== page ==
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I am currently reading a paper titled "Another view of division property" and encountered the terms "Affine subspace" and "Linear subspace". I am new to the field and having some difficulties to understand the topics. Can anyone describeb or give any reference about it so that I can read that.

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In general an affine subspace is not a subspace, it's just a translate (coset) of a subspace. This is because normally we expect $0$ to be in a subspace $V$, since due to closure $x-x \in V.$

If $a+V$ is an affine subspace for $a\neq 0,$ and $V$ a subspace then automatically $a$ is required to be not in $V.$ Otherwise $a+V=V.$

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  • $\begingroup$ One can also visualize this with lines in the space. $\endgroup$ – kelalaka Jun 9 at 7:40
  • $\begingroup$ $a$ could still be in $V$, there is no contraddiction. Indeed ever linear subspace is also an affine one. $\endgroup$ – asd Jun 9 at 9:39
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By "linear subspace" $V$ of some vector space, say $\mathbb{R}^n$, we mean a subgroup of the vector space. So in particular we must have that:

  1. $0\in V$,
  2. For every $v\in V$ we have that also $-v\in V$,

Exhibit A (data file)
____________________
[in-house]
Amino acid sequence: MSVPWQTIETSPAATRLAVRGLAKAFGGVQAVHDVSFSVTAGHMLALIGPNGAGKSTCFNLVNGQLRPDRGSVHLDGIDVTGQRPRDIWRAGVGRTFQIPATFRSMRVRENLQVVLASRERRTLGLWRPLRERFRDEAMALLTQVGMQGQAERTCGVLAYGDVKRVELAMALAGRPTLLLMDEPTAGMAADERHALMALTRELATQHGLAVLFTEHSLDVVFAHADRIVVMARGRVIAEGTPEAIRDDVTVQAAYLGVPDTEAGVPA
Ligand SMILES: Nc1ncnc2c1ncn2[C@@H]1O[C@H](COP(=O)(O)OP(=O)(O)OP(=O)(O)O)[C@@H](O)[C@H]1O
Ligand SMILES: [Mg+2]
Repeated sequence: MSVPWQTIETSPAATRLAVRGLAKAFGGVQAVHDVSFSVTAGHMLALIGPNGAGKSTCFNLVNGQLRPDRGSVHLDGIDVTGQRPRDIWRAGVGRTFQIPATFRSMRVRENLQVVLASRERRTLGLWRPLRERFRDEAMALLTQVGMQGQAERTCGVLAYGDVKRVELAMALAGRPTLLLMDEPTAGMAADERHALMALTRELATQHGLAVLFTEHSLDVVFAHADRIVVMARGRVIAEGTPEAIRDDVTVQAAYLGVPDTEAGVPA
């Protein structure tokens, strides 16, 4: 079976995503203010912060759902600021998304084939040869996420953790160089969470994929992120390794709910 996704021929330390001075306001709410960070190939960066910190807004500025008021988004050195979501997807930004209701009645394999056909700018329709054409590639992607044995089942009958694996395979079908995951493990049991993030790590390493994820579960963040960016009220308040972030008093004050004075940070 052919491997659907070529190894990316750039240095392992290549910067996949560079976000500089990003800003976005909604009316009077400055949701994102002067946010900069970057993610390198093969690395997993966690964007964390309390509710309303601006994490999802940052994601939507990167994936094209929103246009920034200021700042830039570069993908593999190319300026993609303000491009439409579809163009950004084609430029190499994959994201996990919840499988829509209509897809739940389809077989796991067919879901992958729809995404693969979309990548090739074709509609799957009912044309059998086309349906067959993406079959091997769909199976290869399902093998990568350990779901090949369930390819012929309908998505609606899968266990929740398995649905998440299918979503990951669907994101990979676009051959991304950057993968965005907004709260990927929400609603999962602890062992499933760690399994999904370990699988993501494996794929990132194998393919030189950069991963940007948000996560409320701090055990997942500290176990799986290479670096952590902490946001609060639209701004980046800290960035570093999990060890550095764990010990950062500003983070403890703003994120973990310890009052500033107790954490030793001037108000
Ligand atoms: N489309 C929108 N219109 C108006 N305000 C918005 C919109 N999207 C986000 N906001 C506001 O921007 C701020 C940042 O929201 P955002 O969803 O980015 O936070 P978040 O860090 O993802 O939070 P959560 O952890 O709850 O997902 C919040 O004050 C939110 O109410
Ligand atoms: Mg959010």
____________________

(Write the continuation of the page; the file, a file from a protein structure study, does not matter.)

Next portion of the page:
3. For every $a,b\in \mathbb{R}$ and every $v,w\in V$ we have that $a\cdot v + b\cdot w \in V$.

In other word, in a linear subspace you can do every linear combination of the element of the subspace and you still end up with an element of the same subspace. This is different if we consider "affine subpaces".

An "affine subspace" W of a vector space $\mathbb{R}^n$ can be seen a subset of $R^n$ such that there exists a vector $a$ with the property that $$ W-a=\{v \mid v = w - a \text{ with } w\in W\} $$ is a linear subspace.

From this "definition" we can see that:

  1. every linear subspace is also an affine one (just take $a=0$),
  2. linear combination of elements of an affine subspace need not be in the same affine subspace.
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The other answers provide nice technical definitions. I'm going to provide a more intuitive/visual one.

An affine subspace is a linear subspace plus a translation.

For example, if we're talking about $\mathbb{R}^2$, any line passing through the origin is a linear subspace. Any line is an affine subspace.

In $\mathbb{R}^3$, any line or plane passing through the origin is a linear subspace. Any line or plane is an affine subspace.

Any text or course in Linear Algebra will help you learn more about this if you're interested.

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